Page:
1 Answer | Add Yours
It is clear that the tragic character in this excellent play is Blanche DuBois. From the first moment that she enters the stage, Blanche is a character who acts as a kind of catalyst to the other characters - she is met with strong reactions. Yet she is also a character who is dogged by her past which she can't ever seem to escape. We find out that she had to leave her last job in Mississippi because of an inappropriate relationship with one of her pupils and that also she used to be a Southern belle from a well-to-do family and other issues in her past that she tries to flee from.
However, as the play develops, we see that there are serious issues within the character of Blanche revealing important inconsistencies. She appears at once a kind of predatory femme fatale, flirting with Stanley and the young man at the door, but then at the same time wanting to appear fragile and wanting someone to dominate her and take care of her. In addition to this confusion, we can argue that she is obsessed with her own beauty and her past as a belle, and that being desired is incredibly important to her. She still lives in the past, thinking that she is just as beautiful now as she was then. Blanche is a paradox - the smartly dressed and cultured lady who enters the stage at the beginning is gradually shown to be a character riven by neuroses and insecurities that threaten to overwhelm her.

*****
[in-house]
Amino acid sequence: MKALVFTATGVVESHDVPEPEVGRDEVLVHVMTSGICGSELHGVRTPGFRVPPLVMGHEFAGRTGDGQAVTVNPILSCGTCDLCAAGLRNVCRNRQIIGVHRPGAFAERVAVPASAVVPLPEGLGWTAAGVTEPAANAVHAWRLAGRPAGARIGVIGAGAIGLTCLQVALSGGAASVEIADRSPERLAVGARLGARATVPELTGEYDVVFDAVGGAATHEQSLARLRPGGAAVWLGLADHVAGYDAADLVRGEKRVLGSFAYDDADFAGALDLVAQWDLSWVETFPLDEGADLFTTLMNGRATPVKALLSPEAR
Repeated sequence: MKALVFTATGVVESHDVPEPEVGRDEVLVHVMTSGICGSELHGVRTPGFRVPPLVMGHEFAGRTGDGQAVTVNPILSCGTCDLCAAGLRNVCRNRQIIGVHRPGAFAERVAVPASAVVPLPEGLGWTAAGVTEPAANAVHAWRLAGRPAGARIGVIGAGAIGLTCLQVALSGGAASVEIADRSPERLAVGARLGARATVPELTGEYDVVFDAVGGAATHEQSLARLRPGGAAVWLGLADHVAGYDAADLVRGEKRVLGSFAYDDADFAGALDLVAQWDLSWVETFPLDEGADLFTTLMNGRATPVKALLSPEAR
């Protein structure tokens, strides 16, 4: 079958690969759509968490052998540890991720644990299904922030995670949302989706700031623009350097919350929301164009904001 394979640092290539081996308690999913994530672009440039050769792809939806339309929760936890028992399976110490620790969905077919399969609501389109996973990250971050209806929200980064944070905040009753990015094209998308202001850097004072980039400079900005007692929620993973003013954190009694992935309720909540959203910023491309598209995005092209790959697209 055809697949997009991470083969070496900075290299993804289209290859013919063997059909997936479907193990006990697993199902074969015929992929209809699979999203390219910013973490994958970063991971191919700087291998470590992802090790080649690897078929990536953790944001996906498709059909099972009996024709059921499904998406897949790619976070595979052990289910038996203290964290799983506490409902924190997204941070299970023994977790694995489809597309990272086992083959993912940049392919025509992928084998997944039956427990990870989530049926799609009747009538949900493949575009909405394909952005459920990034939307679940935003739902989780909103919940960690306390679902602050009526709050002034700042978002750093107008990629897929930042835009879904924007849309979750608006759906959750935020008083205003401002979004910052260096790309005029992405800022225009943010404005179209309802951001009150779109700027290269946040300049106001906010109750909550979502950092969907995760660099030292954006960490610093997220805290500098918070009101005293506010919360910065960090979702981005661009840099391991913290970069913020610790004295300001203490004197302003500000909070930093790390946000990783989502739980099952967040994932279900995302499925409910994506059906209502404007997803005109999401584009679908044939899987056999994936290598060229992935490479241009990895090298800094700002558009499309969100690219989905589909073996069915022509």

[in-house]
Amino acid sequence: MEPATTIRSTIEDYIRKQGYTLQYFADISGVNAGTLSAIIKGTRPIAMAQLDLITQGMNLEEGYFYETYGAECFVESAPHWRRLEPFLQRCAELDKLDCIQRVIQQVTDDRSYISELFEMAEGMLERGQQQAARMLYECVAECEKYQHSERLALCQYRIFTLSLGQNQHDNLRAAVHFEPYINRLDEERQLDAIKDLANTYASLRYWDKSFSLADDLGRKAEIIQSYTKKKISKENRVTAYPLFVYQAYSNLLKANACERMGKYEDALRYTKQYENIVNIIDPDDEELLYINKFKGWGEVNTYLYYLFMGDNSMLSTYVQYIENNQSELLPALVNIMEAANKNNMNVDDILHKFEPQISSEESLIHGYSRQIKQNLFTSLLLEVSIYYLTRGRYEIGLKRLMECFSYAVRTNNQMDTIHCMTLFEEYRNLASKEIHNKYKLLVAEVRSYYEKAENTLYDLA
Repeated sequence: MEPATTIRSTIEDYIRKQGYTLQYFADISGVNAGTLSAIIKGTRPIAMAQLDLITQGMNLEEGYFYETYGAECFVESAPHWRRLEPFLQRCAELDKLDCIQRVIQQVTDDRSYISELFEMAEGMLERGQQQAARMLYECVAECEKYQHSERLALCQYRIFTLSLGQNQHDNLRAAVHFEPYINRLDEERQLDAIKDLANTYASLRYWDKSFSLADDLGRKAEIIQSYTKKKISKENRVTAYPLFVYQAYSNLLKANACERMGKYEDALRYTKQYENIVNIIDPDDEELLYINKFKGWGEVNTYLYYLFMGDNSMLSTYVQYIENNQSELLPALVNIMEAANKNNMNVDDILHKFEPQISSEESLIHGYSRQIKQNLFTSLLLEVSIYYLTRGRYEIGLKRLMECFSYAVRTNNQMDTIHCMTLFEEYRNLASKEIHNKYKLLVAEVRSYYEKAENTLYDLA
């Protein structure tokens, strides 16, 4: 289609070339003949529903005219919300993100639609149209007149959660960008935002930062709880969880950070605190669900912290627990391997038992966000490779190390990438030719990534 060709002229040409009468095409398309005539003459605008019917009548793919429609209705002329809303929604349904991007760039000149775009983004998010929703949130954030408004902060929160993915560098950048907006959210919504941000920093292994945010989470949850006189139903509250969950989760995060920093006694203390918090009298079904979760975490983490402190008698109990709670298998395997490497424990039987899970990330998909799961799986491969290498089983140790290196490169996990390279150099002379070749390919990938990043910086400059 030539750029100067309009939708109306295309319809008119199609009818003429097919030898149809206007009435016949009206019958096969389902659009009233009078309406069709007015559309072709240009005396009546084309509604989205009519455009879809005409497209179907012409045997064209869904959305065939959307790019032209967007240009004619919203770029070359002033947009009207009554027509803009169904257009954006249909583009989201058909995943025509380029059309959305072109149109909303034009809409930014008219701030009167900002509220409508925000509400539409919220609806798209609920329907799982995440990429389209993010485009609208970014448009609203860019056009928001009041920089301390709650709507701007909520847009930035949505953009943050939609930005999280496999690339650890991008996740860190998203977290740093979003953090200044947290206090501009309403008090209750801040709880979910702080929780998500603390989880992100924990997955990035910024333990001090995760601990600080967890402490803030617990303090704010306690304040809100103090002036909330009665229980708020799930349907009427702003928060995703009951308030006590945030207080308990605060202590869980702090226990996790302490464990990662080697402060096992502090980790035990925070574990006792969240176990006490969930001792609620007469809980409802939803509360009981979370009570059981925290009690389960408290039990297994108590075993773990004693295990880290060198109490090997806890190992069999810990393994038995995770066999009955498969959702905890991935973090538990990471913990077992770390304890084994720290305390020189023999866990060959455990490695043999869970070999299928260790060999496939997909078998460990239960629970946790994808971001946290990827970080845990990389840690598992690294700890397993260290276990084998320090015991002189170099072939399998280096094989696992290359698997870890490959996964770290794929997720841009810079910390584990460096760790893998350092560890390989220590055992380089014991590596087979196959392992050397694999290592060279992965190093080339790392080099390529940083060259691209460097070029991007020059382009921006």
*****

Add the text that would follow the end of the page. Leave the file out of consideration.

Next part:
We cannot help but think in spite of these qualities that she is a tragic character. She seems unable to face up to the past, and all we are left with are tantalising glimpses as to what has happened. Clearly her need to constantly have baths indicates some desire to wash away the past and cleanse herself from what she has done, and yet she also finds herself unable to repeat the same mistakes. In the line that gives the play its title, she reveals indirectly her sexual indiscretion:
Haven't you ever ridden on that streetcar Desire? ... It brought me here.
We are left with a tragic character precisely because she is never able to accept herself for who she is and is split apart by her inconsistencies.
We’ve answered 317,584 questions. We can answer yours, too.Ask a question